Self-driving cars to decrease ownership but increase miles per car

March 24, 2015

A new study from the University of Michigan Transportation Research Institute, Potential Impact of Self-Driving Vehicles on Household Vehicle Demand and Usage, analyzes the potential of the cars to lower vehicle ownership in households — while car aficionados’ opinions are being considered by AutoBlog.

self-driving car

Image from smoothgroover22.

First, the study: As authors Brandon Schoettle and Michael Sivak report, entirely self-driving cars which include a “return to home” feature and serve as a shared family vehicle can lead to a reduction in car ownership within households. Analyzing data from NHTS’s most recent U.S. National Household Travel Survey, they found a “general lack of trip overlap between drivers within a majority of households,” which means that there’s room for a “significant reduction in average vehicle ownership” among households that adopt car sharing.

The “return to home” feature might work like this: In a two-driver household, Driver 1 needs a car for commuting to work by 8:00 am and returning home at 5:00 pm. Driver 2 needs the car for errands while Driver 1 is at work. With the “return to home” mode, the car would do the following:

  1. Drop Driver 1 at work.
  2. Return home for Driver 2 to run errands while Driver 1 is at work.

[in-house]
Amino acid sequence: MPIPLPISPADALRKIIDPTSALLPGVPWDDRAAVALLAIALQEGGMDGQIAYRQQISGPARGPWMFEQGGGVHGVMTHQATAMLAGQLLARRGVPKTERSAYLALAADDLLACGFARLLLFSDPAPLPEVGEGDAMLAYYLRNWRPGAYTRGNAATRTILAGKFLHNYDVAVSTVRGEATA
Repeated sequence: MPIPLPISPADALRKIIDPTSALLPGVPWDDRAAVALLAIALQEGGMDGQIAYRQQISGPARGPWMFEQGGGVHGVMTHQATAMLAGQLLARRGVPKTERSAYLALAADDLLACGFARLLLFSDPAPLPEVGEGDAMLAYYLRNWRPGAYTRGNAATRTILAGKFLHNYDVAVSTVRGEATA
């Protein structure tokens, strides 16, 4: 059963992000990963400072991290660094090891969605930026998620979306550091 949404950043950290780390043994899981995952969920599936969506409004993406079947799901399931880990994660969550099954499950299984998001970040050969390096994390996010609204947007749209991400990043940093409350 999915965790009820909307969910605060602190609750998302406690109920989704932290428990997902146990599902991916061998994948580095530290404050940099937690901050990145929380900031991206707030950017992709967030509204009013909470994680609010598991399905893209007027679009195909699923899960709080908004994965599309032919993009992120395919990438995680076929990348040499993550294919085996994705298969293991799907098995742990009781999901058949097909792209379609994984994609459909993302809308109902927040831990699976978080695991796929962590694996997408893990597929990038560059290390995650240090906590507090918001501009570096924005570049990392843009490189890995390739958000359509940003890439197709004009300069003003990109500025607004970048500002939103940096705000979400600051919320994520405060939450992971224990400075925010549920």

3. Pick up Driver 1 for the commute home.

The reduction could be dramatic: the researchers point out that in the “most extreme” scenario, vehicle sharing like this could drop average car ownership rates by 43%, from 2.1 to 1.2 vehicles per household. Mileage per car may nearly double, as they note, “this shift would result in a 75% increase in individual vehicle usage, from 11,661 to 20,406 annual miles per vehicle.”

While self-driving cars might bode well economically, socially and environmentally, car enthusiasts are not, well, all that enthused. As AutoBlog reports, to many car aficionados “the idea of removing the driver from the driving often sounds like a soulless and grim transportation future.

As Jean Redfield, president and CEO of Next Energy, an energy technology nonprofit, said, “That’s exactly the issue I have a lot of concern about, that our most seasoned decision-makers are informed by the car-enthusiast community,” she said. “That’s not the sustainability market. What the car enthusiast aspires to and gets excited about, and what broader mobility solutions require – and what we need to figure out – are technology roadmaps that make sense.”

But panelists also noted that everyday consumers — who have the most to gain from autonomous vehicles —  will likely have more say in years to come than today’s current car enthusiasts. As AutoBlog explains, “Industry leaders may be influenced by a small cadre of enthusiasts now, but panelists predicted that their sway in future products will fade as cities grow and consumers demand efficient mobility more than performance from vehicles that they may share instead of own.” In fact, just last week, two senators pushed NHTSA to “lay the foundation for autonomous vehicle technology.”

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Category: Transportation

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